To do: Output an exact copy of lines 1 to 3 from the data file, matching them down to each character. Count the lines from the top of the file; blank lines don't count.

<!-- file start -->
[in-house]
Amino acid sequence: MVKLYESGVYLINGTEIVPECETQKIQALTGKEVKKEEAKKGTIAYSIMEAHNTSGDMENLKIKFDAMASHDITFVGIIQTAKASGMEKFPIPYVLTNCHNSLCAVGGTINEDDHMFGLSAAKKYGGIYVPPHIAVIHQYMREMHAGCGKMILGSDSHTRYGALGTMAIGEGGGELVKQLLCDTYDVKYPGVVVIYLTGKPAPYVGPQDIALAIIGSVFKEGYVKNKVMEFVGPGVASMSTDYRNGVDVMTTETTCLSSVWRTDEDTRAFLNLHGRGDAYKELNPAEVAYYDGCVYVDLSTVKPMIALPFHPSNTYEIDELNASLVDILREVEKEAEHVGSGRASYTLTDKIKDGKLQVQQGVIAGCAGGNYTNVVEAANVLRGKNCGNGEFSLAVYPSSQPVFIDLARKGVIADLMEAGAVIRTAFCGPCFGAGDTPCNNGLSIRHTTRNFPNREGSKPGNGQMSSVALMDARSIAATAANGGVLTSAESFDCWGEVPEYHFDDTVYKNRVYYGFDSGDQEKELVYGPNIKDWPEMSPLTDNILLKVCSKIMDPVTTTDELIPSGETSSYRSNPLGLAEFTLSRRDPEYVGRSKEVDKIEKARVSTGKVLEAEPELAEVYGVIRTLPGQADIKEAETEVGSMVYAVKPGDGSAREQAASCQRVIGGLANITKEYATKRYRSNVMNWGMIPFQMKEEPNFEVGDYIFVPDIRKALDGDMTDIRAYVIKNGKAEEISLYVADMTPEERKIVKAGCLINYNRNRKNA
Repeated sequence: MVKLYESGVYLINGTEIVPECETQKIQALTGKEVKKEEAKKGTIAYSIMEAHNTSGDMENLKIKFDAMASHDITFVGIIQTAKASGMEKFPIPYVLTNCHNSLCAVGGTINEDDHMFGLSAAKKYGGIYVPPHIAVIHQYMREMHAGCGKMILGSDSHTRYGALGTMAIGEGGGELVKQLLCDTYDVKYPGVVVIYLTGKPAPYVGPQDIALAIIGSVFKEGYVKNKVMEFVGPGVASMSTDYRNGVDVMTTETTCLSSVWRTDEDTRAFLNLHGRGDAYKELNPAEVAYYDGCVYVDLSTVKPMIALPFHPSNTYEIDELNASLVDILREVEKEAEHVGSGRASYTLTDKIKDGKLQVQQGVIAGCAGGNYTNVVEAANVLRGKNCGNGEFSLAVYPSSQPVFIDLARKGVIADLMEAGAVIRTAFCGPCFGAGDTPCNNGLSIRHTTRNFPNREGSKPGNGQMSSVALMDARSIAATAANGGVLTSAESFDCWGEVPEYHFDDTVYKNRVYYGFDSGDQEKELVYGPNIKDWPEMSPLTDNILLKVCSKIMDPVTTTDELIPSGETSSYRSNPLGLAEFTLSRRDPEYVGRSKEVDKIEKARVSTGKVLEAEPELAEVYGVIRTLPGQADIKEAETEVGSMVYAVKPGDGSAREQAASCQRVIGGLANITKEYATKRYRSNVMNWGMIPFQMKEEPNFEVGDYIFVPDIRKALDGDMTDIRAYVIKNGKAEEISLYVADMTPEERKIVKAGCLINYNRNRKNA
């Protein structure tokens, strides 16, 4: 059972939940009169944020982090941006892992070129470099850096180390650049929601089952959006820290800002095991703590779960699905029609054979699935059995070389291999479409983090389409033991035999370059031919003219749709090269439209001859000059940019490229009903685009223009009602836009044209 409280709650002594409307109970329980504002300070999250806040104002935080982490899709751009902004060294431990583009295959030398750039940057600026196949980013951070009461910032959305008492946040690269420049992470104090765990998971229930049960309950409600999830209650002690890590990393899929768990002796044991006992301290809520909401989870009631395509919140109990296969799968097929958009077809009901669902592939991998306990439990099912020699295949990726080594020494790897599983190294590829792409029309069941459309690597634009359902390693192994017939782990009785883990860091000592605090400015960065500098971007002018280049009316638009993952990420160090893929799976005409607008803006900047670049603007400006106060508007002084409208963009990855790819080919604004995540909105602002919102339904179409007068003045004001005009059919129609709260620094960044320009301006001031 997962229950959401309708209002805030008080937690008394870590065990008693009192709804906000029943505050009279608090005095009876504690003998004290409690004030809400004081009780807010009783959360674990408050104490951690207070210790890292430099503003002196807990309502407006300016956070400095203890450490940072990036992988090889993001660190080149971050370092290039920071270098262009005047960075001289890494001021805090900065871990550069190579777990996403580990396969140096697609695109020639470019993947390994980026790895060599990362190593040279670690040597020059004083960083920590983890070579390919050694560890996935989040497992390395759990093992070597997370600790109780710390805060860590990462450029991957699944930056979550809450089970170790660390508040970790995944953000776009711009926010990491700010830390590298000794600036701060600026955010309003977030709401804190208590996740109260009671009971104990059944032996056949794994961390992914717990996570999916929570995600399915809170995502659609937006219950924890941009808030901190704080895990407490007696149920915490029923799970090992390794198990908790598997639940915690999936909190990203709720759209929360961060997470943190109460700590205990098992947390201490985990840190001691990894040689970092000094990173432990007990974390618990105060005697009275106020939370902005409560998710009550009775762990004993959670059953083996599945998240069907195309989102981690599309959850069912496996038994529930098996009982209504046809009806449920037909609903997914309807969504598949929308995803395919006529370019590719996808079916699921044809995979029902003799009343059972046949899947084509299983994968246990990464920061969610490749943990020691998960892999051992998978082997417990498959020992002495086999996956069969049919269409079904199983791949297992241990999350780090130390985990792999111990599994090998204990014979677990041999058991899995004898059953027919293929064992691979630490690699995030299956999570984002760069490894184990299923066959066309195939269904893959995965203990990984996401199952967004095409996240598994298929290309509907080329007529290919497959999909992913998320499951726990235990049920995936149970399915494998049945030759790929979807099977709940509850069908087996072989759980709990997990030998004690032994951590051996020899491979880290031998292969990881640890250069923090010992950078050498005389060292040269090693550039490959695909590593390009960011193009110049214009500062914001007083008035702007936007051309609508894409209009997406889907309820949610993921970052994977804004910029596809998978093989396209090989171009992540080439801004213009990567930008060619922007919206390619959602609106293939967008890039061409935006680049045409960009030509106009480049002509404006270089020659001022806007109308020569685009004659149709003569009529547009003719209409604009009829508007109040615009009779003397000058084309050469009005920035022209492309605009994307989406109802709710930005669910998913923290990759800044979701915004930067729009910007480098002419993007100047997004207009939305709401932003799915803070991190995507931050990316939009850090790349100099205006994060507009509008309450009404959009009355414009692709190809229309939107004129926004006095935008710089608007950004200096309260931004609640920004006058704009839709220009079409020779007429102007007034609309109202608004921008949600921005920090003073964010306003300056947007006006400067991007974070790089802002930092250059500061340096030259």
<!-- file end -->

[in-house]
Amino acid sequence: MVKLYESGVYLINGTEIVPECETQKIQALTGKEVKKEEAKKGTIAYSIMEAHNTSGDMENLKIKFDAMASHDITFVGIIQTAKASGMEKFPIPYVLTNCHNSLCAVGGTINEDDHMFGLSAAKKYGGIYVPPHIAVIHQYMREMHAGCGKMILGSDSHTRYGALGTMAIGEGGGELVKQLLCDTYDVKYPGVVVIYLTGKPAPYVGPQDIALAIIGSVFKEGYVKNKVMEFVGPGVASMSTDYRNGVDVMTTETTCLSSVWRTDEDTRAFLNLHGRGDAYKELNPAEVAYYDGCVYVDLSTVKPMIALPFHPSNTYEIDELNASLVDILREVEKEAEHVGSGRASYTLTDKIKDGKLQVQQGVIAGCAGGNYTNVVEAANVLRGKNCGNGEFSLAVYPSSQPVFIDLARKGVIADLMEAGAVIRTAFCGPCFGAGDTPCNNGLSIRHTTRNFPNREGSKPGNGQMSSVALMDARSIAATAANGGVLTSAESFDCWGEVPEYHFDDTVYKNRVYYGFDSGDQEKELVYGPNIKDWPEMSPLTDNILLKVCSKIMDPVTTTDELIPSGETSSYRSNPLGLAEFTLSRRDPEYVGRSKEVDKIEKARVSTGKVLEAEPELAEVYGVIRTLPGQADIKEAETEVGSMVYAVKPGDGSAREQAASCQRVIGGLANITKEYATKRYRSNVMNWGMIPFQMKEEPNFEVGDYIFVPDIRKALDGDMTDIRAYVIKNGKAEEISLYVADMTPEERKIVKAGCLINYNRNRKNA
Repeated sequence: MVKLYESGVYLINGTEIVPECETQKIQALTGKEVKKEEAKKGTIAYSIMEAHNTSGDMENLKIKFDAMASHDITFVGIIQTAKASGMEKFPIPYVLTNCHNSLCAVGGTINEDDHMFGLSAAKKYGGIYVPPHIAVIHQYMREMHAGCGKMILGSDSHTRYGALGTMAIGEGGGELVKQLLCDTYDVKYPGVVVIYLTGKPAPYVGPQDIALAIIGSVFKEGYVKNKVMEFVGPGVASMSTDYRNGVDVMTTETTCLSSVWRTDEDTRAFLNLHGRGDAYKELNPAEVAYYDGCVYVDLSTVKPMIALPFHPSNTYEIDELNASLVDILREVEKEAEHVGSGRASYTLTDKIKDGKLQVQQGVIAGCAGGNYTNVVEAANVLRGKNCGNGEFSLAVYPSSQPVFIDLARKGVIADLMEAGAVIRTAFCGPCFGAGDTPCNNGLSIRHTTRNFPNREGSKPGNGQMSSVALMDARSIAATAANGGVLTSAESFDCWGEVPEYHFDDTVYKNRVYYGFDSGDQEKELVYGPNIKDWPEMSPLTDNILLKVCSKIMDPVTTTDELIPSGETSSYRSNPLGLAEFTLSRRDPEYVGRSKEVDKIEKARVSTGKVLEAEPELAEVYGVIRTLPGQADIKEAETEVGSMVYAVKPGDGSAREQAASCQRVIGGLANITKEYATKRYRSNVMNWGMIPFQMKEEPNFEVGDYIFVPDIRKALDGDMTDIRAYVIKNGKAEEISLYVADMTPEERKIVKAGCLINYNRNRKNA